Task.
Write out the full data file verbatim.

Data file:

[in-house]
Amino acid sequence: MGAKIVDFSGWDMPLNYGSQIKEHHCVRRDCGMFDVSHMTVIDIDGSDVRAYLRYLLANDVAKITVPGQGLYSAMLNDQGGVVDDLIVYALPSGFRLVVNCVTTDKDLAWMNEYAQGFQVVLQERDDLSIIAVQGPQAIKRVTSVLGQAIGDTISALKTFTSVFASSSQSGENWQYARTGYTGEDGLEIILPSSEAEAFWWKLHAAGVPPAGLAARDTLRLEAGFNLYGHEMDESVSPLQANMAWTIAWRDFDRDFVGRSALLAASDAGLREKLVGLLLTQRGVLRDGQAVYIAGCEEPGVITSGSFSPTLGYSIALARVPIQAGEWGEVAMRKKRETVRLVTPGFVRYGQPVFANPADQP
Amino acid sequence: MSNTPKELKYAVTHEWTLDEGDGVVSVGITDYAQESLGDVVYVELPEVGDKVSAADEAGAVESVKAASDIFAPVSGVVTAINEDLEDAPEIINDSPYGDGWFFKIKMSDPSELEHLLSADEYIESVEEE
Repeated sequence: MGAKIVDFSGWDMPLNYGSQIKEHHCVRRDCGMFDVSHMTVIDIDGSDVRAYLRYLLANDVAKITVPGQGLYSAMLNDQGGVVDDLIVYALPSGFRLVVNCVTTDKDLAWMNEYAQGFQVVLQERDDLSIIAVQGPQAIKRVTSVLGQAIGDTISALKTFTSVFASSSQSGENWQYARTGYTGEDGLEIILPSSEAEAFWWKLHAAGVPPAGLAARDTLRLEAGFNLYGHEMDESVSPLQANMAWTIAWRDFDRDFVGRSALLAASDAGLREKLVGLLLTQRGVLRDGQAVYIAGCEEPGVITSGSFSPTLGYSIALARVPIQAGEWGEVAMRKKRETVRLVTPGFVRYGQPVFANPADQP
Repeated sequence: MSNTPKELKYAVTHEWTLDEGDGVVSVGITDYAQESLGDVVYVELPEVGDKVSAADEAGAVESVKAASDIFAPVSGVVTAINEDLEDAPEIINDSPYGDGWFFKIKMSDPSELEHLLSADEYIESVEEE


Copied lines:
[in-house]
Amino acid sequence: MGAKIVDFSGWDMPLNYGSQIKEHHCVRRDCGMFDVSHMTVIDIDGSDVRAYLRYLLANDVAKITVPGQGLYSAMLNDQGGVVDDLIVYALPSGFRLVVNCVTTDKDLAWMNEYAQGFQVVLQERDDLSIIAVQGPQAIKRVTSVLGQAIGDTISALKTFTSVFASSSQSGENWQYARTGYTGEDGLEIILPSSEAEAFWWKLHAAGVPPAGLAARDTLRLEAGFNLYGHEMDESVSPLQANMAWTIAWRDFDRDFVGRSALLAASDAGLREKLVGLLLTQRGVLRDGQAVYIAGCEEPGVITSGSFSPTLGYSIALARVPIQAGEWGEVAMRKKRETVRLVTPGFVRYGQPVFANPADQP
Amino acid sequence: MSNTPKELKYAVTHEWTLDEGDGVVSVGITDYAQESLGDVVYVELPEVGDKVSAADEAGAVESVKAASDIFAPVSGVVTAINEDLEDAPEIINDSPYGDGWFFKIKMSDPSELEHLLSADEYIESVEEE
Repeated sequence: MGAKIVDFSGWDMPLNYGSQIKEHHCVRRDCGMFDVSHMTVIDIDGSDVRAYLRYLLANDVAKITVPGQGLYSAMLNDQGGVVDDLIVYALPSGFRLVVNCVTTDKDLAWMNEYAQGFQVVLQERDDLSIIAVQGPQAIKRVTSVLGQAIGDTISALKTFTSVFASSSQSGENWQYARTGYTGEDGLEIILPSSEAEAFWWKLHAAGVPPAGLAARDTLRLEAGFNLYGHEMDESVSPLQANMAWTIAWRDFDRDFVGRSALLAASDAGLREKLVGLLLTQRGVLRDGQAVYIAGCEEPGVITSGSFSPTLGYSIALARVPIQAGEWGEVAMRKKRETVRLVTPGFVRYGQPVFANPADQP
Repeated sequence: MSNTPKELKYAVTHEWTLDEGDGVVSVGITDYAQESLGDVVYVELPEVGDKVSAADEAGAVESVKAASDIFAPVSGVVTAINEDLEDAPEIINDSPYGDGWFFKIKMSDPSELEHLLSADEYIESVEEE